Thu, Nov 01, 2018 - Page 14 News List

An updated fairytale and very modern dances

Yilan County-born Lin Mei-hong has brought her ‘The Little Mermaid’ from Austria to Taichung, where TAO Dance Theater will also be appearing, while the Sydney Dance Company is in Kaohsiung with two works, including one by Cheng Tsung-lung

By Diane Baker  /  Staff reporter

The TANZLIN.Z company of the Landestheater in Linz, Austria, will perform artistic director Lin Mei-hong’s The Little Mermaid at the National Taichung Theater this weekend.

Photo courtesy of Tom Mesic

There is a substantial amount of dance going on around Taiwan this weekend, from Taipei to Kaohsiung, from small festivals to major appearances by foreign companies dancing works by Taiwanese choreographers.

One of the most eagerly awaited productions is that of the TANZLIN.Z company from Linz, Austria, which will perform Yilan County-born choreographer Lin Mei-hong’s (林美虹) The Little Mermaid at the National Taichung Theater (NTT) on Saturday and Sunday afternoons.

While Lin is known in Taiwan, her career has been in Europe, where she has lived for more than four decades, first as a dance student and later as artistic director of German municipal ballet companies in Plauen, Dortmund and Darmstadt. She moved to Austria in 2013 to head the TANZLIN.Z at the Landestheater Linz.

In addition to her works for those companies, she has also choreographed for operas, musicals and plays in Germany, Austria, France, Spain and Sweden.

Eight years ago she brought the Tanztheater des Staatstheaters Darmstadt to Taipei’s National Theater to perform her 2009 production, Schwanengesang (“Swan Song”). It was the first time one of her European dances had been performed in Taiwan and the dance-theater production, inspired by Belgian poet George Rodenbach’s 1892 novel Bruges-la-Morte, left audiences eager to see more of her work.

For The Little Mermaid production, which premiered last year, Lin combined the Hans Christian Andersen classic tale of a mermaid princess who falls in love with a human prince, and Oscar Wilde’s The Birthday of the Infanta, a story about a dwarf who falls in love with a beautiful princess and is mocked as a result.

The common thread linking the two ballets is the frustrations encountered by the main characters’ pursuit of love and their destructive internal struggles in the face of rejection.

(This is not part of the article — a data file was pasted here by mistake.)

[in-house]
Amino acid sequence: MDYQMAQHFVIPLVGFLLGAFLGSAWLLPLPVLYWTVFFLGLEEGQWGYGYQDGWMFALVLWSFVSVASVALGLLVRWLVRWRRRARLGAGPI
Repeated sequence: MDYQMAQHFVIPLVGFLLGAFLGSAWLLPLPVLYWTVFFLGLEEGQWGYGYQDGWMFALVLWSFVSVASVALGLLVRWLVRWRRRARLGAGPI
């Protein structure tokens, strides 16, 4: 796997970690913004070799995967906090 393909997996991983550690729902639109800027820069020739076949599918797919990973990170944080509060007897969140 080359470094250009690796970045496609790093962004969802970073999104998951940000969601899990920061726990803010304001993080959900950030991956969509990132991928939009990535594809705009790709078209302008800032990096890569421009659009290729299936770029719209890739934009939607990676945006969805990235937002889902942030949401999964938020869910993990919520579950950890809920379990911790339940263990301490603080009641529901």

The show, set to a score by Alexander von Zemlinsky and Franz Schreker, with costumes and sets by Dirk Hofacker and lighting by Johann Hofbauer, won this year’s Austria Music Theater Prize.

It will be performed in Taichung’s Grand Theater and runs 100 minutes, with a 25-minute intermission.

Many people have complained about the National Taichung Theater’s programming of two dance productions at the same times on weekends, instead of staggering the shows so that people traveling from Taipei or elsewhere could see both in one day if they wanted, a scheduling system in evidence during the Taiwan International Festival of Arts (TIFA) program this spring.

Someone appears to have heeded the criticism, and so people who want to see Lin’s show as well as Beijing-based TAO Dance Theater’s (陶身體劇場) show 5 and 9 in The Playhouse can do so on Saturday, as TANZLIN.Z is performing a 2:30pm matinee and TAO’s first performance is at 7:30pm. On Sunday, both troupes will perform at 2:30pm.

TAO, founded in March 2008 by dancers Tao Ye (陶冶), who was then just 23, and Wang Hao (王好), made its Taiwan debut in April 2014 as part of the Novel Hall Dance Series in Taipei, and were back again in November 2016 at NTT and then again last year to perform at the Cloud Gate Theatre in New Taipei City’s Tamsui District (淡水).

Tao’s choreographic style is minimalist and unique, the movements building on overlapping circular forms, with the dancers — uniformly clad and with closely shaven heads — often maintaining close physical connections with one another, appearing to move in a united form to the point where it is difficult to know where one begins and another ends.

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